He toured Sherburne County jail, where student held for ICE reported sex assault by cellmate.
After touring the Sherburne County jail on Wednesday, Rep. Keith Ellison, D-Minn., said detainees being held for U.S. Immigration and Customs Enforcement (ICE) should be separated from the rest of the jail population.
Ellison went to the jail after reports that at least one and possibly two ICE detainees had been sexually assaulted by prisoners while being housed there.
Sherburne County officials told Ellison the ICE detainees at the jail, housed under a federal contract, are now segregated from prisoners. But Ellison said he remains concerned that other county jails in Minnesota holding ICE detainees may not have made the move.
In March, an 18-year-old high school student being held for federal immigration authorities in the Sherburne County jail was repeatedly sexually assaulted by his cellmate, a registered sex offender serving time in the jail as a “boarder” from the Minnesota Department of Corrections.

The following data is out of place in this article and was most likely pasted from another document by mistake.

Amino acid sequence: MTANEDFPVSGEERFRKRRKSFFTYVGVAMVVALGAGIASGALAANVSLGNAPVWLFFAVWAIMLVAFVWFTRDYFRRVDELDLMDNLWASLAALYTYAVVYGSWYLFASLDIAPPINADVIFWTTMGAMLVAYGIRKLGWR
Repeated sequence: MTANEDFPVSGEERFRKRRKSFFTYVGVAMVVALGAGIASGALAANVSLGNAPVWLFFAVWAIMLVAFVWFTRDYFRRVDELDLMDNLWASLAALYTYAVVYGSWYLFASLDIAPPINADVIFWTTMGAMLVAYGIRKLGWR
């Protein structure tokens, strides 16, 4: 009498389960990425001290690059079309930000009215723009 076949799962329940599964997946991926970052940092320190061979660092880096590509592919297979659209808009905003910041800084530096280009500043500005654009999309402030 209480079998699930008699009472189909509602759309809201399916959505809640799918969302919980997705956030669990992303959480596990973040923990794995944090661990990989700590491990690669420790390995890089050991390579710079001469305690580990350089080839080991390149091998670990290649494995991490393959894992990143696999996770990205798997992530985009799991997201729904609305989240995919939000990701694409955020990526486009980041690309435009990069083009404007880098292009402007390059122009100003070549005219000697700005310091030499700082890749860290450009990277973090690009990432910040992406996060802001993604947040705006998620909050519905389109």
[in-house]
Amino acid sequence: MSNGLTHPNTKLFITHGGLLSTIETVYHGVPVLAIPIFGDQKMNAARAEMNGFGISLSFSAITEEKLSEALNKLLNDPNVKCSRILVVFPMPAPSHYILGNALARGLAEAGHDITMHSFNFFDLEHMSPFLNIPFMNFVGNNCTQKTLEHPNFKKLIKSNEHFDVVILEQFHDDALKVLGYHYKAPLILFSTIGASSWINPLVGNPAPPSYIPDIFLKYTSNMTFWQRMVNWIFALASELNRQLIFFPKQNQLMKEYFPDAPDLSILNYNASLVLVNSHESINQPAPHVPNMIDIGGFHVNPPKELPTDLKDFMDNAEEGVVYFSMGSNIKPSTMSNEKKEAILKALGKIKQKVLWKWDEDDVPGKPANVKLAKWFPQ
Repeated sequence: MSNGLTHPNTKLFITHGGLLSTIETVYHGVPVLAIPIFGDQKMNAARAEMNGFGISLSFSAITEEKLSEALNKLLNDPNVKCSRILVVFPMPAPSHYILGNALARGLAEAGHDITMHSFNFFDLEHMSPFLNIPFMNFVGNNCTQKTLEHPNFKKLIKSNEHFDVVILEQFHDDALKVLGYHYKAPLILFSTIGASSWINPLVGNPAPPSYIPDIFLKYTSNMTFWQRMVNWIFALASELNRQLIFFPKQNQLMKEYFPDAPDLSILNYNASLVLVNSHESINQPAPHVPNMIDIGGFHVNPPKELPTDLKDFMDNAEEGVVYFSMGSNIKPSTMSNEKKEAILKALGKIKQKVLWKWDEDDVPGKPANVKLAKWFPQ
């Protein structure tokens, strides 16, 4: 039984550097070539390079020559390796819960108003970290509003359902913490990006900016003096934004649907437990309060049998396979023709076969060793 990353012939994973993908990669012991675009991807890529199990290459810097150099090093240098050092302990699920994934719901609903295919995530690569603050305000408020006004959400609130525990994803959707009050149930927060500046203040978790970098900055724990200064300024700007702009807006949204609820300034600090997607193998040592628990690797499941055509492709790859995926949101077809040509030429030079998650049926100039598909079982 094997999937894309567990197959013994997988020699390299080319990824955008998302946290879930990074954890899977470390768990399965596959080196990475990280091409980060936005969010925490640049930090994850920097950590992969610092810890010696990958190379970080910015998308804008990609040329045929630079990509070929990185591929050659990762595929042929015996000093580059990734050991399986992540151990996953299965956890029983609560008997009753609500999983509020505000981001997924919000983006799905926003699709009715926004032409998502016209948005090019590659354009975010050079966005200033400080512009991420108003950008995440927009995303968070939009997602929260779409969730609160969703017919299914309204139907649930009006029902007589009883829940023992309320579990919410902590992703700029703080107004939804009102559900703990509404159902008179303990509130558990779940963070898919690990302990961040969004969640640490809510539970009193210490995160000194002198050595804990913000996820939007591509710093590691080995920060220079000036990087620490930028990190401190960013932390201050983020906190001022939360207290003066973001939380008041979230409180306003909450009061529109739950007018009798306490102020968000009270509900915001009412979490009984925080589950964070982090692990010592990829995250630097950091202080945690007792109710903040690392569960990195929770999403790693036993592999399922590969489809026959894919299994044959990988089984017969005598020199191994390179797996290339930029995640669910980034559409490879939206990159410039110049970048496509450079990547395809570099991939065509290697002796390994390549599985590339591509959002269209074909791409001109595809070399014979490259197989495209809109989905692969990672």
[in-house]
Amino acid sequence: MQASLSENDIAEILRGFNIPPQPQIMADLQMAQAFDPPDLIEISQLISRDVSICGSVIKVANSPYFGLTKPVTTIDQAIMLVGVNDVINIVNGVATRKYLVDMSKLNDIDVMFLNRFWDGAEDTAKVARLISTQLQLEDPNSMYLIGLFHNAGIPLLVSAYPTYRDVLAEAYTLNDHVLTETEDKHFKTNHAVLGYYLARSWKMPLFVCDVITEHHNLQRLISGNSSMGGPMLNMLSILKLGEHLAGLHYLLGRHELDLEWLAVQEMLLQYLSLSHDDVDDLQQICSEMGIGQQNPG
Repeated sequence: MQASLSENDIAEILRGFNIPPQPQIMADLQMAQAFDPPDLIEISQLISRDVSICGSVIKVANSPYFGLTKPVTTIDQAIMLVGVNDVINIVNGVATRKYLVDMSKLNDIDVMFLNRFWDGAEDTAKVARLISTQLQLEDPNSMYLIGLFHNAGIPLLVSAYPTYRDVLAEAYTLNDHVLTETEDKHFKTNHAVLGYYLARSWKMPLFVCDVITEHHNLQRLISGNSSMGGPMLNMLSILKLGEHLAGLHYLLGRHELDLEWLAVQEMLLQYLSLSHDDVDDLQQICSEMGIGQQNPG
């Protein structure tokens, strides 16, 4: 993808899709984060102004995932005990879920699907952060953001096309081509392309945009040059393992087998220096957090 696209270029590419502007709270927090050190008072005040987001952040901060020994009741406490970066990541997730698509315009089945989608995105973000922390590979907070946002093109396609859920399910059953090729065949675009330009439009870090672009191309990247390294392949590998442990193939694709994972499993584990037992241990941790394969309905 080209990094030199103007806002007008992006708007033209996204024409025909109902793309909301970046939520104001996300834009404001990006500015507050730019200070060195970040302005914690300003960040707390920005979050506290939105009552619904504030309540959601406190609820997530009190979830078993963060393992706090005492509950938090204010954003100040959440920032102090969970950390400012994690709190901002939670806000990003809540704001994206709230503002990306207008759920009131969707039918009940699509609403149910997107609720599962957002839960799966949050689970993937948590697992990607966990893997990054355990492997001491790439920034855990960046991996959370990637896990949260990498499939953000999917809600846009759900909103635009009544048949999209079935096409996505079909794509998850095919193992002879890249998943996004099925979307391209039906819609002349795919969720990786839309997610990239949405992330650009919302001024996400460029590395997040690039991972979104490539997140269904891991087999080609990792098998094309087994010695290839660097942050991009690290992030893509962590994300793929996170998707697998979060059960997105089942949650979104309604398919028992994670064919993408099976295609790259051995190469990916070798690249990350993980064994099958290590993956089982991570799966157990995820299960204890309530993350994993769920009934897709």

The assault occurred at the state’s largest jail for immigrant detainees and highlighted an emerging nationwide pattern of sexual abuse at ICE detention centers.
The contracts to keep the ICE detainees have proved lucrative for private and public corrections facilities. But, unlike prisoners being held on criminal offenses, the detainees are kept for administrative cases.
“ICE detainees are a class of people who are going to be deported. Other folks are there because they violated American law,” Ellison said.
“I think they should be segregated and maintained differently.”
Ellison was not able to speak with ICE detainees while touring the jail. He said his observations nevertheless confirm a need for immigration reform, including housing ICE detainees in a less restrictive environment than jail if they have not committed a serious criminal offense.
As required by Congress, ICE detains at least 34,000 individuals across the country each day in a network of county jails, privately run contract facilities and federal facilities that cost taxpayers $2 billion each year.
“Millions of people are being detained and a host of issues emerge as a result of that,” Ellison said.
“It creates a ‘You build it and they’ll come’ phenomenon.”
Mark Brunswick • 612-673-4434